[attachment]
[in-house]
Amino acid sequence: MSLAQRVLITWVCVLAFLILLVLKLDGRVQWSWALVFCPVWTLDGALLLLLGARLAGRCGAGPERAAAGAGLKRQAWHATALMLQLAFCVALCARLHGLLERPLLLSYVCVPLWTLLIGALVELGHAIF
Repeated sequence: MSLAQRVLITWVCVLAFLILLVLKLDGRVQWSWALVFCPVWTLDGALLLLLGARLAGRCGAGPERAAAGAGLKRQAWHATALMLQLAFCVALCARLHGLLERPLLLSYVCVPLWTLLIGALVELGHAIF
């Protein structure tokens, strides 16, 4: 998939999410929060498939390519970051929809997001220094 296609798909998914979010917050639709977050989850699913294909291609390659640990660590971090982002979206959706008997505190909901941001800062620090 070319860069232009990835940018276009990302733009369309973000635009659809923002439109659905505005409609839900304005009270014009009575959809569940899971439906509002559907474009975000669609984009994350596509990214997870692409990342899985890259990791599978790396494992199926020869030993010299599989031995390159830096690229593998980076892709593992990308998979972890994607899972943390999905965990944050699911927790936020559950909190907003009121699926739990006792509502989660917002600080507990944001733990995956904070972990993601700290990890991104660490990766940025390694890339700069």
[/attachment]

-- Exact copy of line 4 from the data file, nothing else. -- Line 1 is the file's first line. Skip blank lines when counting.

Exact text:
């Protein structure tokens, strides 16, 4: 998939999410929060498939390519970051929809997001220094 296609798909998914979010917050639709977050989850699913294909291609390659640990660590971090982002979206959706008997505190909901941001800062620090 070319860069232009990835940018276009990302733009369309973000635009659809923002439109659905505005409609839900304005009270014009009575959809569940899971439906509002559907474009975000669609984009994350596509990214997870692409990342899985890259990791599978790396494992199926020869030993010299599989031995390159830096690229593998980076892709593992990308998979972890994607899972943390999905965990944050699911927790936020559950909190907003009121699926739990006792509502989660917002600080507990944001733990995956904070972990993601700290990890991104660490990766940025390694890339700069």